determination /dɪˌtəːmɪˈneɪʃ(ə)n/ Learn to pronounce
noun 1. the quality of being determined, firmness of purpose. “those who succeed because of sheer grit and determination.”
2. the process of establishing something exactly by calculation or research. “determination of molecular structures”
Determination is the essence of increasing your chances of being successful in a particular thing or achieving a particular goal, and it can also help you to stay motivated and continue striving towards the one thing you want to achieve. Determination also helps to keep you in control and motivated to continue along the path of achieving your goals in life. It is important to know what gives you that determination to keep going and remember that answer when you are faced with adversity or a challenging situation.
|Leroy Tan Young King, what got him into medicine?
|Leroy had always wanted to get into medicine since he was a young boy. He has fond memories of visiting his family doctor as a child. Leroy was particularly inspired by the kindness and good-naturedness of the doctor. Leroy recalls a time when he was aged 6, where that doctor had responded to a 3am call to open his clinic just so Leroy could receive treatment for an Asthma attack. Leroy aspired to be the same reliable and people centered person that he was.
|Why IMU, Leroy?
|Leroy left college in 2009, yes everyone- in 2009. That is more than a decade ago. Though there were many options for medical universities abroad, there weren’t many locally that were as established as IMU. “I felt that IMU offered a medical programme that was reasonably priced, reputable and from speaking to other doctors at that time, I was told that its graduates were held in high regard due to the close integration of the clinical schools’ campuses with government hospital facilities.”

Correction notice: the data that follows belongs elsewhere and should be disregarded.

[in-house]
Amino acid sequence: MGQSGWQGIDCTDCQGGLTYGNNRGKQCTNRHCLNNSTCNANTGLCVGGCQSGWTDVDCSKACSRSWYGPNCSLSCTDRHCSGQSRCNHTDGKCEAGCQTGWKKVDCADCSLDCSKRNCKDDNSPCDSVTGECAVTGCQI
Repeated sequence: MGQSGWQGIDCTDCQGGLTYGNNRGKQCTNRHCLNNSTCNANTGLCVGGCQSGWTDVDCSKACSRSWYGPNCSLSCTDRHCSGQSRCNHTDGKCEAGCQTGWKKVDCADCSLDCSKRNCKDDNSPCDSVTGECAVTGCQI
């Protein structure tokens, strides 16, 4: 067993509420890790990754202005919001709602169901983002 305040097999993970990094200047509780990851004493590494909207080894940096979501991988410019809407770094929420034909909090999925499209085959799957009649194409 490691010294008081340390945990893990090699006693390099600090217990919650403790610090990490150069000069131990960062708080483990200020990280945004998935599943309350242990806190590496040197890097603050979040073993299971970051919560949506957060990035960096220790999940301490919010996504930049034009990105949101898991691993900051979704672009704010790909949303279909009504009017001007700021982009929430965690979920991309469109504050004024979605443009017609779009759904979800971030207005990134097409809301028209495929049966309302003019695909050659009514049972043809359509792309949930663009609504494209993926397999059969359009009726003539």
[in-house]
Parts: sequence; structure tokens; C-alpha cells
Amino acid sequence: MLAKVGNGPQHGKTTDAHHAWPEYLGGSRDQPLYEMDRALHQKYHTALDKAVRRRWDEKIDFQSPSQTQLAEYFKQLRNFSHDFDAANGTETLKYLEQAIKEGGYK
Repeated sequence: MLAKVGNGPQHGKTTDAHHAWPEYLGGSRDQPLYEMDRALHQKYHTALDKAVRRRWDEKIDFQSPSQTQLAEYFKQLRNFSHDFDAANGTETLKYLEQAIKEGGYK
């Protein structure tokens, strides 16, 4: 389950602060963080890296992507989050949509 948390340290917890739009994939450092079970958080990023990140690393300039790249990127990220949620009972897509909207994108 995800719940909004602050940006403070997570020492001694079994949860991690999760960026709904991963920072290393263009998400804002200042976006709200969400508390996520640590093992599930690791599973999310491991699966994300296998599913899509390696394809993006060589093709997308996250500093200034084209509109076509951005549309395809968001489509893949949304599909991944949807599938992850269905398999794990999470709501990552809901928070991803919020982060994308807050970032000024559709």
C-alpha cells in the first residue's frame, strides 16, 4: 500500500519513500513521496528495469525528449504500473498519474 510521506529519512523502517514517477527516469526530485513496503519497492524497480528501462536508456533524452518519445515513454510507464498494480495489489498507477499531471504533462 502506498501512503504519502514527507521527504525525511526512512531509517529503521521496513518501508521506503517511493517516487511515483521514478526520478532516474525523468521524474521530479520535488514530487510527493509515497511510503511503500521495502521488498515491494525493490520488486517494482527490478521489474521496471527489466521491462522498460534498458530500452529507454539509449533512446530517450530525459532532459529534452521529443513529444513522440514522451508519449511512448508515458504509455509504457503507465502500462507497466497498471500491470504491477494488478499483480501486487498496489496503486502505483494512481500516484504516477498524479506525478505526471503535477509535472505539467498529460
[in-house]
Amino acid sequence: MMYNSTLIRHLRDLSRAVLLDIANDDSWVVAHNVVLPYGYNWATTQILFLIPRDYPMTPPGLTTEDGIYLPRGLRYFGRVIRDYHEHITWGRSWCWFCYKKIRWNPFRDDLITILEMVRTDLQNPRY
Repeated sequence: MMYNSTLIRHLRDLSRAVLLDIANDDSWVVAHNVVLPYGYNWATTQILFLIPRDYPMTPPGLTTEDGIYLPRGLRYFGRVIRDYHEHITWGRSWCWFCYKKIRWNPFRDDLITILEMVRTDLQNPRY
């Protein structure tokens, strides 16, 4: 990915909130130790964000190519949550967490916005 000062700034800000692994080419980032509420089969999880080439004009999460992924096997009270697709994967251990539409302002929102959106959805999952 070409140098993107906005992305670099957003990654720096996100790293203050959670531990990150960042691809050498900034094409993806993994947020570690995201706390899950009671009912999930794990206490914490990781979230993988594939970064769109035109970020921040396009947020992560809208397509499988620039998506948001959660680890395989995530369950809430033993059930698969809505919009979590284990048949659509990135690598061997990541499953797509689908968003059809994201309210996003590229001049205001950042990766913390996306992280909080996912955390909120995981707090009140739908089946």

Favourite Memories from IMU
“For me, it would probably be the experience of growing in the community of diverse IMU students. A lot of the students tend to stay around the campus which gave us a sense of community within the IMU area. We hung out a lot after lectures, in between classes, even off-campus time, and not forgetting futsal sessions.” shares Leroy. “Hours spent in the library were interjected by occasional naps and a quick coffee break at the library café. I had a small group of close friends who studied together, and we kept each other motivated especially in the tough days leading up to major exams. I learnt what it felt to fall in love, I learnt how to live away from my home for the first time, and I learnt how to make friends who to this day I still count them among my closest confidants.” Leroy recalls. “IMU runs a yearly Olympic-style sporting festival called the IMU Cup which incorporates nearly 20 different sports. We were assigned randomly to a “house” when we register at IMU, and my house was Phoenix. Being randomly assigned a house made it possible to meet people across different programmes such as dentistry and pharmacy. I enjoyed the friendly competition and camaraderie when playing in sports like football, basketball, tennis and Scrabble. I was also glad to be introduced to sports such as Ultimate Frisbee, Volleyball and Touch Rugby, all of which were foreign to me before I joined IMU.”
Leroy recalls being elected House Captain in his final year at the Bukit Jalil campus, but had to pay the “penalty incurred on House Captains” as he puts it, of joining the Cheerleading team. To his pleasant surprise, being part of the cheer team left him wonderful memories from the hours of the practice with his teammates and from being tossed outside his comfort zone. “Tossing people up and down, now that was fun” said Leroy with a grin.
Academic Journey in IMU
Leroy enjoyed the pace of the way IMU lecturers conducted their classes. “Lectures were well spaced out and a problem-based learning approach was emphasized. I appreciate the amount of space and time that was given to us for independent adult learning, but we still had timely check-ins from our lecturers and mentors.” Leroy expresses.
Challenges in IMU